Description: Data Fusion requires the ability to combine or “fuse” date from multiple data sources. Time Series Analysis is a data mining technique used to predict future values from a data set based upon past values. Unlike other data mining techniques, however, Time Series places special emphasis on periodicity and how seasonal and other time-based factors tend to affect trends over time. One of the difficulties encountered in developing generic time series techniques is the wide variability of the data sets available for analysis. This presents challenges all the way from the data gathering stage to results presentation. This paper presents an architecture designed and used to facilitate the collection of disparate data sets well suited to Time Series analysis as well as other predictive data mining techniques. Results show this architecture provides a flexible, dynamic framework for the capture and storage of a myriad of dissimilar data sets and can serve as a foundation from which to build a complete data fusion architecture.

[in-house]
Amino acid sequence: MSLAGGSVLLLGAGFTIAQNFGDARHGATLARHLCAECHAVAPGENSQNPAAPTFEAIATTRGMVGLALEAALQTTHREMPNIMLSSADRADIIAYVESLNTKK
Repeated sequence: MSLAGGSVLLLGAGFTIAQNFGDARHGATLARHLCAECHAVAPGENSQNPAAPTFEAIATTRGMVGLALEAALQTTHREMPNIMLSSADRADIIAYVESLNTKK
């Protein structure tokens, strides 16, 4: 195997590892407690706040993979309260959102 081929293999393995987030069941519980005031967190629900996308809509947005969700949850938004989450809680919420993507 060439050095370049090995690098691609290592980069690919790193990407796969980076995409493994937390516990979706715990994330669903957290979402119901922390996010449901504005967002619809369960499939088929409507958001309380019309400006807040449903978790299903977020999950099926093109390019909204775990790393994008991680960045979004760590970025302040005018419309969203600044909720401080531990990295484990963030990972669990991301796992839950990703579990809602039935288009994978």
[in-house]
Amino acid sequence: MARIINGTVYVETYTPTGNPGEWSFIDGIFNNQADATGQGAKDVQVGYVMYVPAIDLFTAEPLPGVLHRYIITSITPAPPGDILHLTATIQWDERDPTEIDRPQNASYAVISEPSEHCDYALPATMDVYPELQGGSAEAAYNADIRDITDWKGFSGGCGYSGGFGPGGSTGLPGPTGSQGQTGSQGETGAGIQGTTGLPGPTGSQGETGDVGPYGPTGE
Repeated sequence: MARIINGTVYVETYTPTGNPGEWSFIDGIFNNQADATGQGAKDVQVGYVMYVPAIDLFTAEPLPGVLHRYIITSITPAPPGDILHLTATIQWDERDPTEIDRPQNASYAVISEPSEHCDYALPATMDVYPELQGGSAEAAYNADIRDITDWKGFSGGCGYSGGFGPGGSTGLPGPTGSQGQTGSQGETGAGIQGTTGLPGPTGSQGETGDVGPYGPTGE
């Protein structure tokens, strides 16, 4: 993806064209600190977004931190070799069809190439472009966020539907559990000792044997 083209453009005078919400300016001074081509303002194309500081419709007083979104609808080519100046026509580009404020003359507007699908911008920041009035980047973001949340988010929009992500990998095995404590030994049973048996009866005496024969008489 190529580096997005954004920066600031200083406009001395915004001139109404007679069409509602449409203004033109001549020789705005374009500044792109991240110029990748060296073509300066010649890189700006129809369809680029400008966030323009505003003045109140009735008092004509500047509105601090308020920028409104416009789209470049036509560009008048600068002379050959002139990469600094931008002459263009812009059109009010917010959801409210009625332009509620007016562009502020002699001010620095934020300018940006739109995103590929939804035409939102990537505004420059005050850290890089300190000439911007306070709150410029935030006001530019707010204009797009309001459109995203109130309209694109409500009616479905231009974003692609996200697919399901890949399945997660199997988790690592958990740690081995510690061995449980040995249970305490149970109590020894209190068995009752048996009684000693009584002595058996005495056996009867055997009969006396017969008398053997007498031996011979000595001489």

Date: August 1, 2012
Creator: McCarthy, Kevin & Manic, Milos
Partner: UNT Libraries Government Documents Department